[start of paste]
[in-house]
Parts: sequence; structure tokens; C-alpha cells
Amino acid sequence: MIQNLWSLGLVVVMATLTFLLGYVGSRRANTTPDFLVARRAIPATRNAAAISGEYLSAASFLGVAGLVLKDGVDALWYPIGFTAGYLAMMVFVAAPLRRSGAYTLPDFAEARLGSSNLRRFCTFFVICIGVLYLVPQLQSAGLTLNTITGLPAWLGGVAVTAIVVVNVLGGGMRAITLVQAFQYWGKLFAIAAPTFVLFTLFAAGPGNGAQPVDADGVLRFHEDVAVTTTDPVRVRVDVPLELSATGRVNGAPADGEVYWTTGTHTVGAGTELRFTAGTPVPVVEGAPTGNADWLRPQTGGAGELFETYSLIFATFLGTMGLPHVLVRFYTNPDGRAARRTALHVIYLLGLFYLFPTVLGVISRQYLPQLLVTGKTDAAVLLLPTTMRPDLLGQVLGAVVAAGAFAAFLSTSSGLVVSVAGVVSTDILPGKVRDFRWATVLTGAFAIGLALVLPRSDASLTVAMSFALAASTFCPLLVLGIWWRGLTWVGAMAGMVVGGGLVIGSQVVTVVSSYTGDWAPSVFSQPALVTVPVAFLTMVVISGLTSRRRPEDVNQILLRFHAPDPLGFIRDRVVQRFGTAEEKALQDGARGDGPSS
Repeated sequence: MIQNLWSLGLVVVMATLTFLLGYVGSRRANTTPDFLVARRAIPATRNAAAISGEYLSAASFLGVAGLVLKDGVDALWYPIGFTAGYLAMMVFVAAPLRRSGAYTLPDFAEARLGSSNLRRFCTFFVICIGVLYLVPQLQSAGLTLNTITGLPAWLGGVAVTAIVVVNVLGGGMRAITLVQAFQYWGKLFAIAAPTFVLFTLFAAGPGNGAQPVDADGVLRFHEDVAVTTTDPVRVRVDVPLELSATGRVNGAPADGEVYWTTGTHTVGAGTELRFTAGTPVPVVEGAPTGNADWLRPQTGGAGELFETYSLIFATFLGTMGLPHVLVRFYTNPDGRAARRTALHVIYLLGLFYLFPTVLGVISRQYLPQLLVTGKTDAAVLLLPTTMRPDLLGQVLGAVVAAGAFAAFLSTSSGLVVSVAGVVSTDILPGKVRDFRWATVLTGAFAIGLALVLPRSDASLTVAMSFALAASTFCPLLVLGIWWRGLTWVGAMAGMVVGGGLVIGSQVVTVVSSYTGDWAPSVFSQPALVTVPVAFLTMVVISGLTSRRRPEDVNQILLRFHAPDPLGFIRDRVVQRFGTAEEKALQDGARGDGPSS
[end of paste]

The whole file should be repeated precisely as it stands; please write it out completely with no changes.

[in-house]
Parts: sequence; structure tokens; C-alpha cells
Amino acid sequence: MIQNLWSLGLVVVMATLTFLLGYVGSRRANTTPDFLVARRAIPATRNAAAISGEYLSAASFLGVAGLVLKDGVDALWYPIGFTAGYLAMMVFVAAPLRRSGAYTLPDFAEARLGSSNLRRFCTFFVICIGVLYLVPQLQSAGLTLNTITGLPAWLGGVAVTAIVVVNVLGGGMRAITLVQAFQYWGKLFAIAAPTFVLFTLFAAGPGNGAQPVDADGVLRFHEDVAVTTTDPVRVRVDVPLELSATGRVNGAPADGEVYWTTGTHTVGAGTELRFTAGTPVPVVEGAPTGNADWLRPQTGGAGELFETYSLIFATFLGTMGLPHVLVRFYTNPDGRAARRTALHVIYLLGLFYLFPTVLGVISRQYLPQLLVTGKTDAAVLLLPTTMRPDLLGQVLGAVVAAGAFAAFLSTSSGLVVSVAGVVSTDILPGKVRDFRWATVLTGAFAIGLALVLPRSDASLTVAMSFALAASTFCPLLVLGIWWRGLTWVGAMAGMVVGGGLVIGSQVVTVVSSYTGDWAPSVFSQPALVTVPVAFLTMVVISGLTSRRRPEDVNQILLRFHAPDPLGFIRDRVVQRFGTAEEKALQDGARGDGPSS
Repeated sequence: MIQNLWSLGLVVVMATLTFLLGYVGSRRANTTPDFLVARRAIPATRNAAAISGEYLSAASFLGVAGLVLKDGVDALWYPIGFTAGYLAMMVFVAAPLRRSGAYTLPDFAEARLGSSNLRRFCTFFVICIGVLYLVPQLQSAGLTLNTITGLPAWLGGVAVTAIVVVNVLGGGMRAITLVQAFQYWGKLFAIAAPTFVLFTLFAAGPGNGAQPVDADGVLRFHEDVAVTTTDPVRVRVDVPLELSATGRVNGAPADGEVYWTTGTHTVGAGTELRFTAGTPVPVVEGAPTGNADWLRPQTGGAGELFETYSLIFATFLGTMGLPHVLVRFYTNPDGRAARRTALHVIYLLGLFYLFPTVLGVISRQYLPQLLVTGKTDAAVLLLPTTMRPDLLGQVLGAVVAAGAFAAFLSTSSGLVVSVAGVVSTDILPGKVRDFRWATVLTGAFAIGLALVLPRSDASLTVAMSFALAASTFCPLLVLGIWWRGLTWVGAMAGMVVGGGLVIGSQVVTVVSSYTGDWAPSVFSQPALVTVPVAFLTMVVISGLTSRRRPEDVNQILLRFHAPDPLGFIRDRVVQRFGTAEEKALQDGARGDGPSS